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Understanding a language you don’t spea

 Language Learning Forum : General discussion Post Reply
United States
Joined 4968 days ago

86 posts - 108 votes 
Speaks: Yiddish, English*, Spanish
Studies: Swahili

 Message 1 of 6
17 August 2007 at 2:16pm | IP Logged 
Have any of you had/have experiences with understanding/using a language you don't speak. I don't mean like a passive bilingual (IE you understand it natively but don't speak it or don't speak it often) or a "dead" language that you can only read. I mean a language that you can follow in varying amounts due to mutual intelligibillity or have been forced to try to communicate across a thin language barrier. Watching movies in Porteguese and Italian I can understand various things (pick up verbs but not the meanings of their conjugations, pick up nouns, "don't do that" and basic things like that), and to an extent I've done the same with German from Yiddish and once Scots from English on TV. In Philadelphia its common to see Mexicans and Italians trying to communicate in their respective languages, epsecially on the job. As always hand movements and smiles and shrugs go a long way in this as do drawings of objects. I've spoken to Brazilians in Spanish and they to me in Porteguese and have gotten basic things across, (once I think I managed to give walking directions). There are two situations in which this occurs: one in which both people understand both languages and choose to use their own (common in some places I've heard of, on TV in Slovakia and the Czech Republic I've heard with Czech and Slovak) and the other in which people try to communicate speaking close languages without speaking the other's language (this is of course excluding passive bilingualism and only understanding a language but not speaking it which should be left to another topic). Has anyone had any experience with this? Does anyone do this regurally? (And let's not diverge into debates about what is and isn't a different language unless it's absolutely necessary :).)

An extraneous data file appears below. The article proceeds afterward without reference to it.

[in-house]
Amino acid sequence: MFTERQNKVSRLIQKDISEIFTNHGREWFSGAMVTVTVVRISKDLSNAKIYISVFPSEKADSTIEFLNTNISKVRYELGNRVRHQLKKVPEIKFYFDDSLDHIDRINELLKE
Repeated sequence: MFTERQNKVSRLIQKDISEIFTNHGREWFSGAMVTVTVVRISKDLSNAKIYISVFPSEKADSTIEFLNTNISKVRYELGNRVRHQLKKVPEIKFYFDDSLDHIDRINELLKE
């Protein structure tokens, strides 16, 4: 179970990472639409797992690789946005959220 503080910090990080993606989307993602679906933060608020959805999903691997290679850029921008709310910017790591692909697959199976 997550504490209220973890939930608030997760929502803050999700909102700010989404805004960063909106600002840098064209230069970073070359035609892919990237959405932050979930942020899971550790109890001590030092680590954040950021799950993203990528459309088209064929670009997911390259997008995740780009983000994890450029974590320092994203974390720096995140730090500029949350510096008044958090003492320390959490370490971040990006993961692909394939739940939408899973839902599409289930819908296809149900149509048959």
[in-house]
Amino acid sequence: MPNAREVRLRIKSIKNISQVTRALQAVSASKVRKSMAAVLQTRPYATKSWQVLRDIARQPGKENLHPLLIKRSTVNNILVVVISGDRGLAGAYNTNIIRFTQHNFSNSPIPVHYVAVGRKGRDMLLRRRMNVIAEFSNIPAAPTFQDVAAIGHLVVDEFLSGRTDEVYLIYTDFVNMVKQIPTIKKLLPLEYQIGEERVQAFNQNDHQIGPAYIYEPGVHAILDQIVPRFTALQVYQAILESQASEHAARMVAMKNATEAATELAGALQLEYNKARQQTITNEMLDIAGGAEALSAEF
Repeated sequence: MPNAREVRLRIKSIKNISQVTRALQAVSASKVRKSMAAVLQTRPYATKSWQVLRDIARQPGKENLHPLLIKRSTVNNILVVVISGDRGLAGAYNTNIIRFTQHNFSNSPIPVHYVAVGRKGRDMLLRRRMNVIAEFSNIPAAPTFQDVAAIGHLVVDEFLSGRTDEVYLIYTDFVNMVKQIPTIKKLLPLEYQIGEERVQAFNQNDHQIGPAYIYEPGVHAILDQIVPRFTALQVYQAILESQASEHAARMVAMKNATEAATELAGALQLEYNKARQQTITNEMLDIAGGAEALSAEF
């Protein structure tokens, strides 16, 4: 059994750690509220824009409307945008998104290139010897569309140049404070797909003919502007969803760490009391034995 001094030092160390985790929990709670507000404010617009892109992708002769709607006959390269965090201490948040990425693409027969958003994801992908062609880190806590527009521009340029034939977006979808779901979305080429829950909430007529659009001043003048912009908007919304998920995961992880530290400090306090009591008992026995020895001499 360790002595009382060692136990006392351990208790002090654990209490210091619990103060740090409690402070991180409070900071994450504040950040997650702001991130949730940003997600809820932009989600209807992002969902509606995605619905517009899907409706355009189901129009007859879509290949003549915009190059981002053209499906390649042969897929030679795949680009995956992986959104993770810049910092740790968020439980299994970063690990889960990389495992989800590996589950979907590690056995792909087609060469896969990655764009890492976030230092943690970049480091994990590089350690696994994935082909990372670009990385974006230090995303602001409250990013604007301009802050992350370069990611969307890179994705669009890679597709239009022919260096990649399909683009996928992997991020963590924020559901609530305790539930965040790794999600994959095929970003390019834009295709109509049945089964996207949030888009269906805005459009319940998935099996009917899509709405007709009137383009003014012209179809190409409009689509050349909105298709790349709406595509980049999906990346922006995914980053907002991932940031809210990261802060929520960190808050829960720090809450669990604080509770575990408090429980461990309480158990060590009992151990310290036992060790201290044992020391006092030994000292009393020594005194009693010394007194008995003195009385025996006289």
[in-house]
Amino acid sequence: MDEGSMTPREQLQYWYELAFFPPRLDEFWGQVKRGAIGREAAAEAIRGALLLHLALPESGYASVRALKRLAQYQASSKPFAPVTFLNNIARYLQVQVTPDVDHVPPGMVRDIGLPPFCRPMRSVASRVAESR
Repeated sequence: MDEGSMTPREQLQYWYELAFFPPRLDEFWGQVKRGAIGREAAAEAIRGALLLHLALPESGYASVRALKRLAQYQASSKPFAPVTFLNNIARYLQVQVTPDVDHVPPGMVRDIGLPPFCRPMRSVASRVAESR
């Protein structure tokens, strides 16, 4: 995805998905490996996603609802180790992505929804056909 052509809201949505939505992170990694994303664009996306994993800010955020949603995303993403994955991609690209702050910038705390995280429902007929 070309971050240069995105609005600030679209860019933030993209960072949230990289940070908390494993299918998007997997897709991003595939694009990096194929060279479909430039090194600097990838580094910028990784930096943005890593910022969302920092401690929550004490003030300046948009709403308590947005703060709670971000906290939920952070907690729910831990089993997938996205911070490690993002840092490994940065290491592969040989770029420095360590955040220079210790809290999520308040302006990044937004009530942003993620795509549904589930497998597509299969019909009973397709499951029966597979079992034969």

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SwedenRegistered users can see my Skype Name
Joined 5303 days ago

4250 posts - 5710 votes 
Speaks: Swedish*, English
Studies: German, Spanish, Russian, Dutch, Mandarin, Esperanto, Irish, French
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 Message 2 of 6
17 August 2007 at 3:54pm | IP Logged 
Didn't we have a similar thread in May? Yes - Passive Fluency

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Senior Member
Joined 5083 days ago

321 posts - 327 votes 
3 sounds
Speaks: French*, EnglishC2
Studies: German, Italian

 Message 3 of 6
17 August 2007 at 4:16pm | IP Logged 
This happens every 2 seconds here in Montreal because often French speakers don't want to use the evil English language even if they know it well. So you have one person person speaking English and the other one speaking in French.
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Bilingual Diglot
United States
Joined 4743 days ago

44 posts - 44 votes